Four of Italy’s Favorite Fall Foods

Pasta with wild boar is a speciality in Italy in autumn

Italian food is not only regional but also very seasonal. Recipes can change according to what produce is available (and what is appropriate for the weather). Fall is one of our favourite food seasons in Italy. These are just four reasons to be thankful for fall in Italy.

Risotto with funghi porcini (Emilia-Romagna and Piedmont, Alto Adige and the Veneto).


Porcini mushrooms, also known as “Boletus”, are a dream for foodies

It’s the season for porcini mushrooms. After winter’s extreme cold sets in, they won’t be seen again until May. And that’s only briefly. These little mushrooms grow in central and northern Italy’s hills when it is rainy and crisp. These little mushrooms are delicious, even if you don’t like them.

In the region of Umbria, Tuscany and Tuscany you can also find porcini mushrooms as a conorno or sprinkled on tops of pastas. We love the variety of porcini mushrooms with risotto. This is a northern specialty.

Pasta al tartufo (Umbria, Tuscany, Piedmont, Emilia-Romagna, Lazio, Abruzzo and Molise)


Tagliatelle with white Truffle, an Italian autumn food speciality

Truffle festivals take place in Italy right now. But even if you are unable to make it to a sagra you can still find tartufi at restaurants all year. Truffles, the jewels of the forest, are a gourmand’s delight. Although they are mushrooms, truffles are unlike any other. They can also be very expensive. The going rate for white truffles has risen to 3,000 Euros per kilogram. You can usually find pasta with truffle shavings between 15 and 30 Euros depending on which type of truffle you are looking for. White truffles are most expensive and last until December. Black truffles, which can be hunted all winter, are more affordable.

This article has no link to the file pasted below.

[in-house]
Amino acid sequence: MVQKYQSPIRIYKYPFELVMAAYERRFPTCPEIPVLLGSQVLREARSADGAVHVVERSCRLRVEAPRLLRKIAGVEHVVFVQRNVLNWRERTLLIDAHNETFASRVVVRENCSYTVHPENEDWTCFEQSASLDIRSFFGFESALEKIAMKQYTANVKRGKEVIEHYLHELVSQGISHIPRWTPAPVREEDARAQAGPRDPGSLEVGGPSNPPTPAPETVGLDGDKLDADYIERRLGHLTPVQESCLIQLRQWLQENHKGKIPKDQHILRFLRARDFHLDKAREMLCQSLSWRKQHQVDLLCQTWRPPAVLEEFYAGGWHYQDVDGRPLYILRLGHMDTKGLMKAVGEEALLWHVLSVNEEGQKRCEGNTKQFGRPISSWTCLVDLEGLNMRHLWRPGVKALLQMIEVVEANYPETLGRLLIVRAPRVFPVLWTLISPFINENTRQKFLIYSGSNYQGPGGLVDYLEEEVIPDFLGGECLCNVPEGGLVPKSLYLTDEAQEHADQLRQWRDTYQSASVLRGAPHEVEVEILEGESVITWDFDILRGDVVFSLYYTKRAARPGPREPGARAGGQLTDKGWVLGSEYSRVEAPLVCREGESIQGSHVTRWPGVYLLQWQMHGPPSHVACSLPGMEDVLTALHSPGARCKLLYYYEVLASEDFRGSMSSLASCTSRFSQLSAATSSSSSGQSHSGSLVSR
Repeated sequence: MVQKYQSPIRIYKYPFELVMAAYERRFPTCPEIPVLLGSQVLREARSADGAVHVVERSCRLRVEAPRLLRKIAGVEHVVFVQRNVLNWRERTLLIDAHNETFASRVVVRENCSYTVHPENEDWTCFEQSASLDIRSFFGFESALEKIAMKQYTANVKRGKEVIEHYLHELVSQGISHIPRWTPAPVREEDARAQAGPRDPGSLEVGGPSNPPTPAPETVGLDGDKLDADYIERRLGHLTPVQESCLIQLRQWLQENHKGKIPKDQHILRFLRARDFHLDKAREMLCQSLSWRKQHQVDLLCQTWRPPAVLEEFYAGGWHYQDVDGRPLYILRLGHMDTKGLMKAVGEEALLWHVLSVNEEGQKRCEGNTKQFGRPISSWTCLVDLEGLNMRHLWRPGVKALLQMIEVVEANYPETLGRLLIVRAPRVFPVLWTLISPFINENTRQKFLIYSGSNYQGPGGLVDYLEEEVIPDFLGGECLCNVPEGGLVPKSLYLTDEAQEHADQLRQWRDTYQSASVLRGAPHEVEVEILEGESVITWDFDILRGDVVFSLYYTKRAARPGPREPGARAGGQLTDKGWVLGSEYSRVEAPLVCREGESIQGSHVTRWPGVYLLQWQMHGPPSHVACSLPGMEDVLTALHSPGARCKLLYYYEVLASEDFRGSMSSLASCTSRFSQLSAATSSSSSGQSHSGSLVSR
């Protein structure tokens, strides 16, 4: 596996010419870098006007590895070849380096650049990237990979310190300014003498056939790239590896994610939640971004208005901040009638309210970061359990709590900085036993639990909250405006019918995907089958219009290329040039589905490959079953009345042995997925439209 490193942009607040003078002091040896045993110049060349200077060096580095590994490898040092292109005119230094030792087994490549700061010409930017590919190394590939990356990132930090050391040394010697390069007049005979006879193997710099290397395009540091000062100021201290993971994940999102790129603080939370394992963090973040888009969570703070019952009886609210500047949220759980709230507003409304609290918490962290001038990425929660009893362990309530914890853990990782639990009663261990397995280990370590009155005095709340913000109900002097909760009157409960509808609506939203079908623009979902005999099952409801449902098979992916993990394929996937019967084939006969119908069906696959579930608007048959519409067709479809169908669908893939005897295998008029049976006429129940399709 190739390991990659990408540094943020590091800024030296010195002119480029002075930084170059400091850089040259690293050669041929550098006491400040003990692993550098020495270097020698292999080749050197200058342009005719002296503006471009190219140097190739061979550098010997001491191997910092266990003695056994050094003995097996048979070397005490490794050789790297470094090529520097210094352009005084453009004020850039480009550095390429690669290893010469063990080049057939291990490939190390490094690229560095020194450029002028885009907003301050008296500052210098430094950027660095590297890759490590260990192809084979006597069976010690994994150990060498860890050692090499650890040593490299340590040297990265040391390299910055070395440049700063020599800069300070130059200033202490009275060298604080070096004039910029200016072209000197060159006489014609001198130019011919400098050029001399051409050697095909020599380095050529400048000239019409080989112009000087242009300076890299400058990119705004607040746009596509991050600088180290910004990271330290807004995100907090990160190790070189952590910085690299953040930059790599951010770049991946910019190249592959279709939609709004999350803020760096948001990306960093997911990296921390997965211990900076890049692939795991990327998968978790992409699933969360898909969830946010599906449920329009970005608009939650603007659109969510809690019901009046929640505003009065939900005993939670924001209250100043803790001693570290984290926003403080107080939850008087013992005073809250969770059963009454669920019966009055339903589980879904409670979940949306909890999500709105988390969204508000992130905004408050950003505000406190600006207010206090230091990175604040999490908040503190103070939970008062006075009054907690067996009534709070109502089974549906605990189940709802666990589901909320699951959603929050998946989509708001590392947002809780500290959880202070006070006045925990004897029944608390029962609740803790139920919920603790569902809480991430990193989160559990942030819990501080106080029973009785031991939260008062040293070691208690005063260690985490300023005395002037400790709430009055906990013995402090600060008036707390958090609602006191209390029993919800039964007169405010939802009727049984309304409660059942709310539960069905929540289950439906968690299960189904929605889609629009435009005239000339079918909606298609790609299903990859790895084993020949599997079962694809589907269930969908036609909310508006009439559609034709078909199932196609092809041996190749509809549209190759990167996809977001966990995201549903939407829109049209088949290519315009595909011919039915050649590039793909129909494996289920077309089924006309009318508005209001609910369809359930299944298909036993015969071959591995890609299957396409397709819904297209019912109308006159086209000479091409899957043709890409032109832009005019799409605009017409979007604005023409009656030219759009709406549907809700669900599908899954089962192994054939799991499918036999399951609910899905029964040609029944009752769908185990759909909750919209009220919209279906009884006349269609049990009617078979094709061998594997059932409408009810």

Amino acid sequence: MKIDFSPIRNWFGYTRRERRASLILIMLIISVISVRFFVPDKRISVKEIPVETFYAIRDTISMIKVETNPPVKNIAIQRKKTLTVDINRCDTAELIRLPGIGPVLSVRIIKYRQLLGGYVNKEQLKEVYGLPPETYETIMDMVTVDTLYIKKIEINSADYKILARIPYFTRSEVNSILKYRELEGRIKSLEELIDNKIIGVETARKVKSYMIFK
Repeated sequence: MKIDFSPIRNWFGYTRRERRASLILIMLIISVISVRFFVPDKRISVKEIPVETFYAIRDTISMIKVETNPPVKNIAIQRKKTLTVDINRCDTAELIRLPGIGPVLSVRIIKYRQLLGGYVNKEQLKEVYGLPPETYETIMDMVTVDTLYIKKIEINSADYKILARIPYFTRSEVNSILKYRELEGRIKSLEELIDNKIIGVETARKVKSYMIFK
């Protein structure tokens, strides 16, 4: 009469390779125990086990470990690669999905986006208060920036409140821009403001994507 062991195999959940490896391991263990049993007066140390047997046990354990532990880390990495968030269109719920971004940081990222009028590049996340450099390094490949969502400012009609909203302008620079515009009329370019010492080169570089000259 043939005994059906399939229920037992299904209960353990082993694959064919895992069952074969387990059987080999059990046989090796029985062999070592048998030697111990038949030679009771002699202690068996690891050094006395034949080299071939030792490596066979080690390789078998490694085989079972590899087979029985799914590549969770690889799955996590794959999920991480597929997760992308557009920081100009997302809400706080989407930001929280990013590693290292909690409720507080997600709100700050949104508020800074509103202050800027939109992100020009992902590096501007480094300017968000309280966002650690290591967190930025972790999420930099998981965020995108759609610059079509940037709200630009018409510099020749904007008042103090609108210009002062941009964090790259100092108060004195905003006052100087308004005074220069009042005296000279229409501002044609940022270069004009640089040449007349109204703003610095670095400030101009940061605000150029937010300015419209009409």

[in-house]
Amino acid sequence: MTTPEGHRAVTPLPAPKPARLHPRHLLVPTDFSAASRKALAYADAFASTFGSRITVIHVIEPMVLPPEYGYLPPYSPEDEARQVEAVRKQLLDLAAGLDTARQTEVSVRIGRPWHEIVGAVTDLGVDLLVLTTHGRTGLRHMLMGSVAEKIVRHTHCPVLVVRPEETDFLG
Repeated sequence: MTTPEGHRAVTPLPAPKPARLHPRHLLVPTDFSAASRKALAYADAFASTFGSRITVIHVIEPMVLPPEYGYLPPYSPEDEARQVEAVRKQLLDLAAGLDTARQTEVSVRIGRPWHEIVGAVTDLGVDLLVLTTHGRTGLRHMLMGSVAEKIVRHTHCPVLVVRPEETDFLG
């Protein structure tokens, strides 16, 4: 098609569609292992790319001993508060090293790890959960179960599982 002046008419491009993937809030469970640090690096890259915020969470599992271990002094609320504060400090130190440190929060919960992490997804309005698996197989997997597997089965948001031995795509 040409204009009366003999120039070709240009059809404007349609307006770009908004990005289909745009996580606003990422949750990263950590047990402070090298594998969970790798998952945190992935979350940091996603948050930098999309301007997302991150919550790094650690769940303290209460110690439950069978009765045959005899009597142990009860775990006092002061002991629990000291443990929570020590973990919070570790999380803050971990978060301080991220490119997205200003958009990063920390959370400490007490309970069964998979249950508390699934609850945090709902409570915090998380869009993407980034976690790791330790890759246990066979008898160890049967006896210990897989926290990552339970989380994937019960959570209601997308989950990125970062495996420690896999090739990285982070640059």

A pasta al tartufo can be more expensive than a carbonara. But, we believe that truffles are well worth the effort. It’s worth it.

Cinghiale alla cacciatora (across Italy)


Wild boar salumi, a delicious alternative to cinghiale alla cacciatora

November marks the beginning of hunting season for cinghiale (wild boars). This means that you have plenty of opportunities to enjoy this game, which is a favorite in the country’s small towns and villages. Wild boar can be tasted in salumi (especially in Tuscany, Umbria), and served over pappardelle. But we prefer it as a simple, delicious secondo, slow-cooked with onions, carrots and other spices.

Castagnaccio (Tuscany, Umbria).


You’ll find plenty of chestnuts on the streets in the fall and winter.

You can still find chestnuts all year round, or at least they are being sold by street vendors in Rome. However, they are best avoided until the autumn and winter seasons are over. There are many chestnut-based dishes in Italy. Some of them are quite innovative, such as a minestrone with chestnuts from Abruzzo or Chocolate and a chestnut-filled pasta form Emilia-Romagna.

Castagnaccio is a dense, chestnut-flour-based cake that we love. It is most commonly associated with Umbria and Tuscany, but it can also be found in Lazio and Liguria as well as Piedmont and Emilia-Romagna.


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